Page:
To this day however, the need to become a game developer is still running in me, I’ve started various small-time game projects of my own using UDK, Blender’s Game Engine, and the Gamebryo engine, all of which gave me even more knowledge of how I could bend my 3D abilities to whatever game engine or universe I wanted.

Do you have any academic training or are you self-taught?

I wish I had some academic education for 3D design, the most I have is a 2 year graphic design course that isn’t really helping at all with what I am doing as of right now. I’ve learned the best way to learn anything : through trial and error and many cups of coffee!


How did you come across Sketchfab and how does it help you in your career?

When I saw the ad originally on, I never thought it would become such an important part of how I present my models to potential clients, friends and family. My curiosity led me doing a lot of research to find out what “Sketchfab” was all about, and once I saw what it was capable of, I was mind-blown.

Having a “Youtube” for 3D designers was just the best thing ever. Having the chance to share 3D models with people in a safe and interactive environment was something I’ve always hoped to see one day.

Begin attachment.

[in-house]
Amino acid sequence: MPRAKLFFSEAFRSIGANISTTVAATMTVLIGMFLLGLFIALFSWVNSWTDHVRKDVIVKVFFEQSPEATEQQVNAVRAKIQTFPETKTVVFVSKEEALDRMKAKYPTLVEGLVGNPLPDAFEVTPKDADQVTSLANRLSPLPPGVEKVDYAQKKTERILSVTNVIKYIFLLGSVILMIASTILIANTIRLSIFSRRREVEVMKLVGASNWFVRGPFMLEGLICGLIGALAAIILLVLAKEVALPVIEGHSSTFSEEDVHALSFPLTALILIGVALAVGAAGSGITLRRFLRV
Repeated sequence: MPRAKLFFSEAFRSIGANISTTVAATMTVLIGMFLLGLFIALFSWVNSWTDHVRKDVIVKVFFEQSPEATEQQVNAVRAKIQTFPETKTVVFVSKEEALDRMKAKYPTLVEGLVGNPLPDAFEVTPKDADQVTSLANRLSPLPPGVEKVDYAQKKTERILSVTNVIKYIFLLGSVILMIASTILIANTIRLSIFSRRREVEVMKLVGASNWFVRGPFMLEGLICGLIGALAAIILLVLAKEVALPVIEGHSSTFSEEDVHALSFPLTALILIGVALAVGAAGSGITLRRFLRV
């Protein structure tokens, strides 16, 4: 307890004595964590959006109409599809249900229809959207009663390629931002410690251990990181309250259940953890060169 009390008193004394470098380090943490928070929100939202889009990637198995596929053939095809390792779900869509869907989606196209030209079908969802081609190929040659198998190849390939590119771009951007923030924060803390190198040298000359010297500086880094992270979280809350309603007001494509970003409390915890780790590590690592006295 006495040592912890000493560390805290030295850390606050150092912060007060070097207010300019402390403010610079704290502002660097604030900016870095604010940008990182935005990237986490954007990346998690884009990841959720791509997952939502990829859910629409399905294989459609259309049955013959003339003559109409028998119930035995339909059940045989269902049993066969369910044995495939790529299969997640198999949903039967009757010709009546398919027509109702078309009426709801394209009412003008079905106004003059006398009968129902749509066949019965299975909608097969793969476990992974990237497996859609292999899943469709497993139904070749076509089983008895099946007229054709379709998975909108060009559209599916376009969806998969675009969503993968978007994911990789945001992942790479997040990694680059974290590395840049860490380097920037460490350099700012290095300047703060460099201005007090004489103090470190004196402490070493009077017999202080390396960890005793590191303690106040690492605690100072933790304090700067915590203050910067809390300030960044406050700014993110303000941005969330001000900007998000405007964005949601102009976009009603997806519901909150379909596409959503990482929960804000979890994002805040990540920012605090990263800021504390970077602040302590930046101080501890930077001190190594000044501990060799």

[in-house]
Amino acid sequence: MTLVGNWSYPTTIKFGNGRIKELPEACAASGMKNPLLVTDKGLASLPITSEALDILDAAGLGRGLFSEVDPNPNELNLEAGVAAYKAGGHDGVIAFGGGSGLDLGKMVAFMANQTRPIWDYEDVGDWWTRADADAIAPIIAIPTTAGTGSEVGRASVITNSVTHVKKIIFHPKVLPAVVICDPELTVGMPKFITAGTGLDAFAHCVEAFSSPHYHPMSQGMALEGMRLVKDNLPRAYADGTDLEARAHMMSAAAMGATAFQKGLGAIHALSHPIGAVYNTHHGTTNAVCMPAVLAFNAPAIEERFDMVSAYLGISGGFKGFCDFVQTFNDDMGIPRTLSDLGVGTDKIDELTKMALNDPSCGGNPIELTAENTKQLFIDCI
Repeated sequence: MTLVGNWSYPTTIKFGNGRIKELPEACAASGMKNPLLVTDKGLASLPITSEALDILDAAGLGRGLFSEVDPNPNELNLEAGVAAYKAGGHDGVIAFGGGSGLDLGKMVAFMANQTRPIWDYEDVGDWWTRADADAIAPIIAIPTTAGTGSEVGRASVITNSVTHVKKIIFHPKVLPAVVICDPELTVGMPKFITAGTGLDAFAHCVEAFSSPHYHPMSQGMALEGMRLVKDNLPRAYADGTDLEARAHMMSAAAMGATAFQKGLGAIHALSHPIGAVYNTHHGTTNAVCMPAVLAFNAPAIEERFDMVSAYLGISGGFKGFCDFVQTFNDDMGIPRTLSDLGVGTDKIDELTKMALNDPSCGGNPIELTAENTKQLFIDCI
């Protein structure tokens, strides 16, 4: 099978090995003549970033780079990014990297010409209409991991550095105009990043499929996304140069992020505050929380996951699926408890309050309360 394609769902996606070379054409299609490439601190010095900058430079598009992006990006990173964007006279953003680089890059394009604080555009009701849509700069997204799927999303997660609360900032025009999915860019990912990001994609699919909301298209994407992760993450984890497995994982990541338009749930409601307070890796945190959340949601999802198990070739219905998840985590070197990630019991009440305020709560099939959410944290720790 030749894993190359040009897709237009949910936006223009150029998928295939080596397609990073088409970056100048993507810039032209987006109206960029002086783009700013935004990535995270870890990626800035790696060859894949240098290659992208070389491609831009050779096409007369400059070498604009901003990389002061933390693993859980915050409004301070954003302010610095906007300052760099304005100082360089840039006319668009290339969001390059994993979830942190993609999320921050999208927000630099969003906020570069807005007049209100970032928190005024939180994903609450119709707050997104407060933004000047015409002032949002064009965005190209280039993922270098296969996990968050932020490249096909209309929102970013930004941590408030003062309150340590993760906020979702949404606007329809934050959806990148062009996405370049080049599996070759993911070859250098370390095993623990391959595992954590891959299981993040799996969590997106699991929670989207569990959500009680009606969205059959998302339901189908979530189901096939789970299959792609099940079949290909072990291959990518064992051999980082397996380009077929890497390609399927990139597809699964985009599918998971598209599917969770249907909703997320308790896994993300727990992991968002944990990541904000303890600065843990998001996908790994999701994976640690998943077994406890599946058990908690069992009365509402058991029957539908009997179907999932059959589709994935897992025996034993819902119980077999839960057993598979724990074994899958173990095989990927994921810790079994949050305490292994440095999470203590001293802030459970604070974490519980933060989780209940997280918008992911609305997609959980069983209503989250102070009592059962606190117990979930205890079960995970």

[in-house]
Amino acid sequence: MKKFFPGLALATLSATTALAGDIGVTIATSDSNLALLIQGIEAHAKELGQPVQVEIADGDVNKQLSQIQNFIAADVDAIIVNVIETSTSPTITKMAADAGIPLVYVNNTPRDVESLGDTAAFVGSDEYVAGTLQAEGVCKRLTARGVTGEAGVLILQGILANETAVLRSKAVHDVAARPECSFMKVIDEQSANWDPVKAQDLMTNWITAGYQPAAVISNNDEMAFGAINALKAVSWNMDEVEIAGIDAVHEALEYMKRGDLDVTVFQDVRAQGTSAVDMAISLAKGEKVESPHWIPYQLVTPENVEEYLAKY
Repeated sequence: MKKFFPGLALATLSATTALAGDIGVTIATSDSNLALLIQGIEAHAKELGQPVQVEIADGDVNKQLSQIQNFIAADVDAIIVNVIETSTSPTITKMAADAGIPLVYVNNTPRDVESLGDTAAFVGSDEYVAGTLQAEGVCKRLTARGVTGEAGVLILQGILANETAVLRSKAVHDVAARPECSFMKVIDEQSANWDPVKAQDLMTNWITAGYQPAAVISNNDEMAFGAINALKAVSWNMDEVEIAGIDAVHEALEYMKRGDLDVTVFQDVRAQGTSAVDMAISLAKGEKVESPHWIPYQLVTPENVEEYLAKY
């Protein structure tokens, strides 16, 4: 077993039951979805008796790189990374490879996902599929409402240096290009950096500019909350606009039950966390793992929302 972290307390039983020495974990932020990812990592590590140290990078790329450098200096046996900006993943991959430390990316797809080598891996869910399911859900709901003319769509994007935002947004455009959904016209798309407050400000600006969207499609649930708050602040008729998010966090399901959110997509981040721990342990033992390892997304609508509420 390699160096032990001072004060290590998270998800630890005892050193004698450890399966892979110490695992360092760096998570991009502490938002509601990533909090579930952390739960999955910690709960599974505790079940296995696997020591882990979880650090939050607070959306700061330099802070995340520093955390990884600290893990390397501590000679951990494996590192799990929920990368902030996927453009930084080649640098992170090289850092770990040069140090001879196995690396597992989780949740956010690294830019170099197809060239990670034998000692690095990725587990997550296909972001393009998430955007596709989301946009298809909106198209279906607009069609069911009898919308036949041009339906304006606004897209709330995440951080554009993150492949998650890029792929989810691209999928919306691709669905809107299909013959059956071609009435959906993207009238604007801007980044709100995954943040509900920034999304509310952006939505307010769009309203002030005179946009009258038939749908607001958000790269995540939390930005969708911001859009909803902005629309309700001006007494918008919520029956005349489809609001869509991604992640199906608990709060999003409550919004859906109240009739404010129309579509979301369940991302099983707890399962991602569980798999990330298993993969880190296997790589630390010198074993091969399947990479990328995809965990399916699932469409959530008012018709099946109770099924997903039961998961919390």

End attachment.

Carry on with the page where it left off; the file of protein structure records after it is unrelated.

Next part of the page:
Many people around the world like to have a “hands-on” demo of the models. With that said, one can only do so much with a 2D image, having the aid of a real-time engine that can give 3D interactivity helps a lot with understanding more of how the model’s character and overall ideas feels like. Many mistakes can be hidden with post-work and still images but I do think making something look good in real-time is a bigger challenge, as there is the possibility of being able to walk around the full model.

Tell us a little bit about your creative process and how you go about starting a project?

It all depends on the type of model I’m building, obviously building a real-world object I would try to get as many images of the said object as possible, as this becomes the main source of information about how I would model the object.

During this process, there is a lot of things I consider. I’ve always forced myself to try to keep a clean topology of my models as much as possible. Together with this process, I build the model in a few phases, starting off with a simple object, and adding systematically more detail to it until I’m at a point where I’m satisfied with the model or my system decides to stop working haha!